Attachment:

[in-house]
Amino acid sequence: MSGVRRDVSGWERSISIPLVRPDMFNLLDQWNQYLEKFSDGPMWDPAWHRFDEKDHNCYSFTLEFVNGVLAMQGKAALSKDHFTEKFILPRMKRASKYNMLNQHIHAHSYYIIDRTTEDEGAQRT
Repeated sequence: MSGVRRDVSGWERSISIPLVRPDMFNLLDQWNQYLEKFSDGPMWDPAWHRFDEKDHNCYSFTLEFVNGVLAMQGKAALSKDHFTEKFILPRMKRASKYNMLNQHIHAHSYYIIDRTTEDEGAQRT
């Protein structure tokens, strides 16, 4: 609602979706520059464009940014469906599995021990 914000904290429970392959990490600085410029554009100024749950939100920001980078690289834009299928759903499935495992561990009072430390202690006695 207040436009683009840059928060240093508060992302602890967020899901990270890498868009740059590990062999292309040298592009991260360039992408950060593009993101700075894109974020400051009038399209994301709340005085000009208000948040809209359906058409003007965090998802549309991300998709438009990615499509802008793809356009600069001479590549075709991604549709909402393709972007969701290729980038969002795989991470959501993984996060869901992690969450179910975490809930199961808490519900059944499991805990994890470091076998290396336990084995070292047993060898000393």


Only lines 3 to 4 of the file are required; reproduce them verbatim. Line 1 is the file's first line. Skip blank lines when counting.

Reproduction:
Repeated sequence: MSGVRRDVSGWERSISIPLVRPDMFNLLDQWNQYLEKFSDGPMWDPAWHRFDEKDHNCYSFTLEFVNGVLAMQGKAALSKDHFTEKFILPRMKRASKYNMLNQHIHAHSYYIIDRTTEDEGAQRT
């Protein structure tokens, strides 16, 4: 609602979706520059464009940014469906599995021990 914000904290429970392959990490600085410029554009100024749950939100920001980078690289834009299928759903499935495992561990009072430390202690006695 207040436009683009840059928060240093508060992302602890967020899901990270890498868009740059590990062999292309040298592009991260360039992408950060593009993101700075894109974020400051009038399209994301709340005085000009208000948040809209359906058409003007965090998802549309991300998709438009990615499509802008793809356009600069001479590549075709991604549709909402393709972007969701290729980038969002795989991470959501993984996060869901992690969450179910975490809930199961808490519900059944499991805990994890470091076998290396336990084995070292047993060898000393």